With the support of Assist[1] - the Italian association of women athletes, some politicians fought for gender equality in sports and a new definition of sport professionalism. In 2018, the government instituted a fund to solve the absence of athletes’ maternity leave and, currently, the Italian sports legislation is being revised aiming at regulatory simplification. The latter action includes reformulating Law 81/91, rewording the definition of amateur and professional athletes and, alongside, allowing financial and economic manoeuvres that will facilitate the transition to professionalism for both women and men athletes. With the new set of laws[2], sportspeople will be allowed to work as self-employed, employees or occasional workers.

Therefore, sports workers will generate income and be liable to taxes and social security obligations. At the same time, amateurs cannot receive remuneration. Still, organisations may grant occasional bonuses and compensations in relation to the results obtained in sporting competitions, as well as travel allowances and reimbursement of expenses. Amateur services are also incompatible with any sort of salaried work arrangement with an organisation where they perform amateur activities. This technicality may create a limbo in which sports activities will continue to be compensated through reimbursements.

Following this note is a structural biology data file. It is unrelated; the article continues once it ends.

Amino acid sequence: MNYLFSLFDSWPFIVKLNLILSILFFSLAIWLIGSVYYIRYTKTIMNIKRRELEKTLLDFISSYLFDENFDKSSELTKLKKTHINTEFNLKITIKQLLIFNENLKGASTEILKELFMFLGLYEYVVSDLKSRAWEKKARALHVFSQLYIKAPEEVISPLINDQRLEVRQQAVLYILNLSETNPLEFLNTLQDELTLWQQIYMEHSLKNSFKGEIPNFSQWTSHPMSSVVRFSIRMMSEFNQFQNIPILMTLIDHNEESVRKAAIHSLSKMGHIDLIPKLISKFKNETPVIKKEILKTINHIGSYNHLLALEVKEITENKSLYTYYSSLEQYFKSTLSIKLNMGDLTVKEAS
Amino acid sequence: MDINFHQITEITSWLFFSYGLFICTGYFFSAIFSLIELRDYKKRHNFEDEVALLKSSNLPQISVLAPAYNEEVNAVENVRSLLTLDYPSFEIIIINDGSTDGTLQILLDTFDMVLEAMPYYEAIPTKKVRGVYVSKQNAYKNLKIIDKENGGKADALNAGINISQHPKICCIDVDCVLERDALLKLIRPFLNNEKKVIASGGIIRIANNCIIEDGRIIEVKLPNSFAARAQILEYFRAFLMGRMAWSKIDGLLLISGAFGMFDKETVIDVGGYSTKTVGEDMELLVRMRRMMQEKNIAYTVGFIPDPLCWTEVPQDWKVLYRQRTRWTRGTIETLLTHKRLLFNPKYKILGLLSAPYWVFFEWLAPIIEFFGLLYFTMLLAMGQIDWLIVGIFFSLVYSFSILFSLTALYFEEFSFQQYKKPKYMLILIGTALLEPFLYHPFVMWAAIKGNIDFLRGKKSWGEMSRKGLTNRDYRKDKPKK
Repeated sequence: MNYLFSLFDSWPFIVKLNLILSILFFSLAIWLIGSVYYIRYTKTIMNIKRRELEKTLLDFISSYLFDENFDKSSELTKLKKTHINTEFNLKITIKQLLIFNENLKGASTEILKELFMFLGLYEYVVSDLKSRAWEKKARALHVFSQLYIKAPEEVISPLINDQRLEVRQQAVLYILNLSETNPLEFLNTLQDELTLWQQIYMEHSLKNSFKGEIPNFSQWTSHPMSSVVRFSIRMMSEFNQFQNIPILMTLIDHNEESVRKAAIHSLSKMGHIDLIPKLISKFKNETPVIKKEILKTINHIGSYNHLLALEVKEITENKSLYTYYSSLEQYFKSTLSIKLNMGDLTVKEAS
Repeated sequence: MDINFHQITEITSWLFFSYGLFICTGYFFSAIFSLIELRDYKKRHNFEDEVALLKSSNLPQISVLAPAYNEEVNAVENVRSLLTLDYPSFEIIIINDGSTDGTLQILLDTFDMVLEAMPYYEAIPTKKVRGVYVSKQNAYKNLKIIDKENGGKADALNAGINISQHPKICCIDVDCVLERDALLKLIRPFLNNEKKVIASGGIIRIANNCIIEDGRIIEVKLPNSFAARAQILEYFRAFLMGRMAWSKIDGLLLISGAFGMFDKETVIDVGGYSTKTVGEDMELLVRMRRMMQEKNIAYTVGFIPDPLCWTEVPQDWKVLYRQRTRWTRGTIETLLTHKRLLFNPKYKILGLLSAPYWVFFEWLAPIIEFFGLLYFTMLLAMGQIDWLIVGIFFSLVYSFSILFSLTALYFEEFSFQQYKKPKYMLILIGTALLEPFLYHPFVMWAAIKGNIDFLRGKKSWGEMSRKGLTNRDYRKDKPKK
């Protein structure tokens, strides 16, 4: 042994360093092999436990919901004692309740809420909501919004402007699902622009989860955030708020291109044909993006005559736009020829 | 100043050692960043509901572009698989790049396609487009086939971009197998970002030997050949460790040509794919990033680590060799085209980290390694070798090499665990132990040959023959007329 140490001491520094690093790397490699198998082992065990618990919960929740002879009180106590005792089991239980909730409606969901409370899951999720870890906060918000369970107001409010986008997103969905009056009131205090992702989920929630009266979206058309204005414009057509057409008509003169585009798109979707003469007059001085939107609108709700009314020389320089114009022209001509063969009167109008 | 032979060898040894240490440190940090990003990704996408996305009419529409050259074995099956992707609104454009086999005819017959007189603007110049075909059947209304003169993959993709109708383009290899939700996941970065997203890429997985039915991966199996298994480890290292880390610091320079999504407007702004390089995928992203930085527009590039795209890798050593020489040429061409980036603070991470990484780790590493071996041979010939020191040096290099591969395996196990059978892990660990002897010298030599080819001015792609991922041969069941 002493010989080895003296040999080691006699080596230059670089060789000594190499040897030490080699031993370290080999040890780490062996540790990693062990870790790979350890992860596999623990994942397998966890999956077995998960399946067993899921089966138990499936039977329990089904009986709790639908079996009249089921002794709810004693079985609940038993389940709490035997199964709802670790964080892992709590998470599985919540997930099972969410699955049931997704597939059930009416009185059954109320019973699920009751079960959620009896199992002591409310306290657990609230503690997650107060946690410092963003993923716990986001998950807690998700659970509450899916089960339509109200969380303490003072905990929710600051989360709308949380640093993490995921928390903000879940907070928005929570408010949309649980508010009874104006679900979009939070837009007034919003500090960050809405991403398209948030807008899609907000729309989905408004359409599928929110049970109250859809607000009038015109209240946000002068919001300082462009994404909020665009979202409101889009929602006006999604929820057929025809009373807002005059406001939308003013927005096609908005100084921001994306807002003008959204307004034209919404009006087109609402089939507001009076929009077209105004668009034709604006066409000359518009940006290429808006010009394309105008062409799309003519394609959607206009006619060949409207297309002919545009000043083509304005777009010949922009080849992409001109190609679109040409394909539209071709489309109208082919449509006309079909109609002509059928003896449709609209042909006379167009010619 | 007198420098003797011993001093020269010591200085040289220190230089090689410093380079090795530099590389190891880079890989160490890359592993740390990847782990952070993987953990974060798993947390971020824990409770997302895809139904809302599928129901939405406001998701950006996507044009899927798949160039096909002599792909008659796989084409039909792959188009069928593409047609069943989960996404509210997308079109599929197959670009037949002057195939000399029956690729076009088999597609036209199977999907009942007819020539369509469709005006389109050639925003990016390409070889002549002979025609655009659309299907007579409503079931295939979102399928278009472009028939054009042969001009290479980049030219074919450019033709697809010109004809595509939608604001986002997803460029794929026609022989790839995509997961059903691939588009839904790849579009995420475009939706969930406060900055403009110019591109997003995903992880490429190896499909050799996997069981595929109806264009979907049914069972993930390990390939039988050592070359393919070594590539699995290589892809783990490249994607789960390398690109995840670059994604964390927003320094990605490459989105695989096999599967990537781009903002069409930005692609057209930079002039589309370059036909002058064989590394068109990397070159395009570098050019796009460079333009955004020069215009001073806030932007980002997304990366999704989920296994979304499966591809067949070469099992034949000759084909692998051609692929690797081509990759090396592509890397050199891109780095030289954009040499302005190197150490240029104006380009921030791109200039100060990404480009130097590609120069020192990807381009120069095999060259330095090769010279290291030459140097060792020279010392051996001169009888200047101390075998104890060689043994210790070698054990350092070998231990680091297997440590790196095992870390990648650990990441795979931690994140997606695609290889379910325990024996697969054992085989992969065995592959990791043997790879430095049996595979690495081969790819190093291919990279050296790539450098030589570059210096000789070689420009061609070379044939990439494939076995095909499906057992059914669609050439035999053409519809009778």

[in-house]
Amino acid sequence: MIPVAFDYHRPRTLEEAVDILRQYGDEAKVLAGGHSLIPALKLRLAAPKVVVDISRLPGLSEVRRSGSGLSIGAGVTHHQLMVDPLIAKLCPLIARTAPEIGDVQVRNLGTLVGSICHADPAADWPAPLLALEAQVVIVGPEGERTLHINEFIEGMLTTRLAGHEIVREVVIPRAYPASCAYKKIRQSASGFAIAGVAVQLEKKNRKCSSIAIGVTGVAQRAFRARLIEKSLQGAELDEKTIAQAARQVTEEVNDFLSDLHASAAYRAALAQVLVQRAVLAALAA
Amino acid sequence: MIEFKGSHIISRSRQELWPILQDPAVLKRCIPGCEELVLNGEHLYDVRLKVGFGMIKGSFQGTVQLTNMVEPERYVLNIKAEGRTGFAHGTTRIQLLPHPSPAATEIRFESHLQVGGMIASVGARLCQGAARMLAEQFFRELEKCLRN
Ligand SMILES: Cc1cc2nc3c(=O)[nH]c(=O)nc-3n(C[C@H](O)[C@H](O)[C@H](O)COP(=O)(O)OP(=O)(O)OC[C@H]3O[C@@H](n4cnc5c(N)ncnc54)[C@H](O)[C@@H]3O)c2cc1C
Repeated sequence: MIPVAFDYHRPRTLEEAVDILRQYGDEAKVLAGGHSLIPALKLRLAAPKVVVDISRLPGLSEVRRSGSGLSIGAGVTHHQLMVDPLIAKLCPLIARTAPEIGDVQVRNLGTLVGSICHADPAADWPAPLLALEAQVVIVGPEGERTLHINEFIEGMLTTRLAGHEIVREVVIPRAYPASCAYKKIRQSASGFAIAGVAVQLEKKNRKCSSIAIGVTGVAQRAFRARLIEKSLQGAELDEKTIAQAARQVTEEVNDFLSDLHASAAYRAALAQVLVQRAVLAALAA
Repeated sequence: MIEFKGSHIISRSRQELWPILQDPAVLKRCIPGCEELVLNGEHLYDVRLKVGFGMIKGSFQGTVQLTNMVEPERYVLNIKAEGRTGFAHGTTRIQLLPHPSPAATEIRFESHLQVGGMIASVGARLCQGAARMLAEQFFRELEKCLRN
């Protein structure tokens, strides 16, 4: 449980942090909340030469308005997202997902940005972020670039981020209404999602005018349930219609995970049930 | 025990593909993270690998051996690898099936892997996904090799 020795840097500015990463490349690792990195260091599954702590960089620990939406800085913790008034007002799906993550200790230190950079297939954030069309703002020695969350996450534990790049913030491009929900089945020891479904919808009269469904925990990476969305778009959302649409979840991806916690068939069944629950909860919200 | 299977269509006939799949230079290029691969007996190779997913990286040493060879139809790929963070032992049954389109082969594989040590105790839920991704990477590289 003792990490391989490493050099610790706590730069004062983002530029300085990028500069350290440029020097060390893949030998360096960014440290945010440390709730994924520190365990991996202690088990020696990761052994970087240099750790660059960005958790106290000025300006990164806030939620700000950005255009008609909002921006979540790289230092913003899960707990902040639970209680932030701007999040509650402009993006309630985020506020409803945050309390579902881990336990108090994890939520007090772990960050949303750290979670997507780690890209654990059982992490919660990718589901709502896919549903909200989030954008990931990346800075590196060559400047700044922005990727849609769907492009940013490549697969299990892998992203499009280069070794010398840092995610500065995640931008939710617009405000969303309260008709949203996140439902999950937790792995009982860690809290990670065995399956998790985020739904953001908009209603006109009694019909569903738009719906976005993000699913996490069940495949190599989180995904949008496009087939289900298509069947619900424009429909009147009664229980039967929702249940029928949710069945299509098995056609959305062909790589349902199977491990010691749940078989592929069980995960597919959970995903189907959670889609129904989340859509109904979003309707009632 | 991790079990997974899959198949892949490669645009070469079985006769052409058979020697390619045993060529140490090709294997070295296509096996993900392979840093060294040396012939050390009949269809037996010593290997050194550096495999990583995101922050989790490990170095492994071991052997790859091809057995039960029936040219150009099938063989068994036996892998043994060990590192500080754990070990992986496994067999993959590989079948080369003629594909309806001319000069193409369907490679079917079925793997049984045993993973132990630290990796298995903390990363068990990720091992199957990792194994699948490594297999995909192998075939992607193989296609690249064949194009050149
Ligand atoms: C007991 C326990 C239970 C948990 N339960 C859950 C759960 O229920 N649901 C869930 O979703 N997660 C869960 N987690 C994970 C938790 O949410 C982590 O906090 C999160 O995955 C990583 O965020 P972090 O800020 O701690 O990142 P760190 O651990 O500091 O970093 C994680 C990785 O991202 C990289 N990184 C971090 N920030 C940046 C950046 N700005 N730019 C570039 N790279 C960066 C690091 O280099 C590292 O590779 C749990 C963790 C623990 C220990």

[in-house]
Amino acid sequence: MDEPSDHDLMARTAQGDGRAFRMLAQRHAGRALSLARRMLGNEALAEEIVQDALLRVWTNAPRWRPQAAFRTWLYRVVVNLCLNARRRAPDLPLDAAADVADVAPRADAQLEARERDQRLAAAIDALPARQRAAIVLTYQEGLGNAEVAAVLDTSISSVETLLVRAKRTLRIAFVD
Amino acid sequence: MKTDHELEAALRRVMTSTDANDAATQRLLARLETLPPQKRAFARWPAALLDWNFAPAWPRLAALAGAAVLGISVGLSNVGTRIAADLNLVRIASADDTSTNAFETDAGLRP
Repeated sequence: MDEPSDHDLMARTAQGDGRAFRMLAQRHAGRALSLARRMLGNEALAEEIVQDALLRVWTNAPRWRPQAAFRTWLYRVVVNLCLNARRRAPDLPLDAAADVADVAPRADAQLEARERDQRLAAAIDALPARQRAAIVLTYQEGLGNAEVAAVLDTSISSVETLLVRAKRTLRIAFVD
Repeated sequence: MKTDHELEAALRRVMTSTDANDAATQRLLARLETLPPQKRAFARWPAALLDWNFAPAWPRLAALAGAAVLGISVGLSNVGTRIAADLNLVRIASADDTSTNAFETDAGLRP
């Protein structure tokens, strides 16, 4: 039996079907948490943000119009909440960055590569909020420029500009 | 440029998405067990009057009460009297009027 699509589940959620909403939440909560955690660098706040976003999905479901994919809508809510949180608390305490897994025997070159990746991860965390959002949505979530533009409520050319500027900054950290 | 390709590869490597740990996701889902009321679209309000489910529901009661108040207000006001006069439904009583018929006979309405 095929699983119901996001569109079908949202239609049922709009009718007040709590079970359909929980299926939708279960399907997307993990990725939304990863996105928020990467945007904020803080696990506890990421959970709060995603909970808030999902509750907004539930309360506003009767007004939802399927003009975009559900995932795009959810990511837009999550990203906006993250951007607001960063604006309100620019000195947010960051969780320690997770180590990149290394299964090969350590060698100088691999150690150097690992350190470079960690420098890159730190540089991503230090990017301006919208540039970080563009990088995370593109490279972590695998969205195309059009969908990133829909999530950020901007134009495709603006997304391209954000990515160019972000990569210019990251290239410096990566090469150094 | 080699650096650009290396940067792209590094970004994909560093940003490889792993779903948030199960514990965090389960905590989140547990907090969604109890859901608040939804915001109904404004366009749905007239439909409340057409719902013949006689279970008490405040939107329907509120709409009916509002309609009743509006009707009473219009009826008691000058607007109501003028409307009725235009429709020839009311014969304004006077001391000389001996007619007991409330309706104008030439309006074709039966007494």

Sport professionalism was born for football. After forty years, Law 81/91 is still for football: the FIGC is the only Federation that recognises professionalism for women players relying on the fund provided by the government. Despite the funds set aside from 2020 until 2022 for the transition to professional sports and the extension of labour protections in women's sports, the common criticism raised by Federations is that this passage is too expensive for sports clubs. If Federations and clubs had little interest in adopting professionalism before 2020, the situation worsened with the economic crisis due to the Covid-19 pandemic.

Not only do sports employment issues relate to Italy, but also to other European countries, as highlighted in the EMPLOYS Fact Report, an EU-wide research project funded by the European Commission. The increasing conflicts between elite athletes and international sport organisations show the necessity of adapting national laws to the EU’s rules on sporting labour relations to provide athletes with social security protection and to protect their working rights. However, change cannot be simply imposed by law; intermediate steps and provisions that help the transition to professionalism are necessary. So far, clubs and federations have no sincere interest in opening up to professionalism because it would require a significant increase in funds to cover the costs that arise from the classification of athletes as workers or employees - and many federations are not in a position to provide these funds. The real question at this point is whether the argument that professionalisation will be too expensive is an implicit admission that the existing system exploits athletes.

Ilaria Bibbiani

Graduate Student, International Sport Development and Politics

German Sport University Cologne


[1] Assist is a non-profit organisation that aims to raise awareness on all issues concerning equal rights in sport, equal access to sport and sport culture in general. [2] Legislative Decrees (Decreti Legislativi) Nos 36, 37, 38, 39, and 40 (28th of February 2021) implementing enabling act (Legge Delega) no. 86 (8th August 2019) about the revision of the Italian sports legislation, sports professions, and further regulatory simplification.

Blog posts represent the views of the author and not that of Sport&EU or its members